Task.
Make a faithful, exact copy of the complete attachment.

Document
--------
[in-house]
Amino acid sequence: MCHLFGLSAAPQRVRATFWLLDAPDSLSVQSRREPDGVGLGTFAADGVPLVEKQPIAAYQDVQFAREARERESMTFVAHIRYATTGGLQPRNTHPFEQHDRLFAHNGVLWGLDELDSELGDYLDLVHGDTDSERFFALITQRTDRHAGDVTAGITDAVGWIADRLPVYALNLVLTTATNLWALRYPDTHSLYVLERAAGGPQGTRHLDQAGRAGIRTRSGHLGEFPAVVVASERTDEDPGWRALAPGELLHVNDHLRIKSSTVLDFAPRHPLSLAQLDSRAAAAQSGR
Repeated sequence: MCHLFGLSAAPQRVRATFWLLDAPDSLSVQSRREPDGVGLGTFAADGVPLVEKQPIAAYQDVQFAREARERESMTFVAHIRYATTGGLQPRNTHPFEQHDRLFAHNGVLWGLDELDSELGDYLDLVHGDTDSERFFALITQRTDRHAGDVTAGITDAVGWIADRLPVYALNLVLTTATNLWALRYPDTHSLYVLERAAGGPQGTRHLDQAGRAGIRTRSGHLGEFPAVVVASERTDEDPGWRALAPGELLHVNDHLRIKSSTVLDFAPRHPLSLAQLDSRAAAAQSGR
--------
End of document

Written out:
[in-house]
Amino acid sequence: MCHLFGLSAAPQRVRATFWLLDAPDSLSVQSRREPDGVGLGTFAADGVPLVEKQPIAAYQDVQFAREARERESMTFVAHIRYATTGGLQPRNTHPFEQHDRLFAHNGVLWGLDELDSELGDYLDLVHGDTDSERFFALITQRTDRHAGDVTAGITDAVGWIADRLPVYALNLVLTTATNLWALRYPDTHSLYVLERAAGGPQGTRHLDQAGRAGIRTRSGHLGEFPAVVVASERTDEDPGWRALAPGELLHVNDHLRIKSSTVLDFAPRHPLSLAQLDSRAAAAQSGR
Repeated sequence: MCHLFGLSAAPQRVRATFWLLDAPDSLSVQSRREPDGVGLGTFAADGVPLVEKQPIAAYQDVQFAREARERESMTFVAHIRYATTGGLQPRNTHPFEQHDRLFAHNGVLWGLDELDSELGDYLDLVHGDTDSERFFALITQRTDRHAGDVTAGITDAVGWIADRLPVYALNLVLTTATNLWALRYPDTHSLYVLERAAGGPQGTRHLDQAGRAGIRTRSGHLGEFPAVVVASERTDEDPGWRALAPGELLHVNDHLRIKSSTVLDFAPRHPLSLAQLDSRAAAAQSGR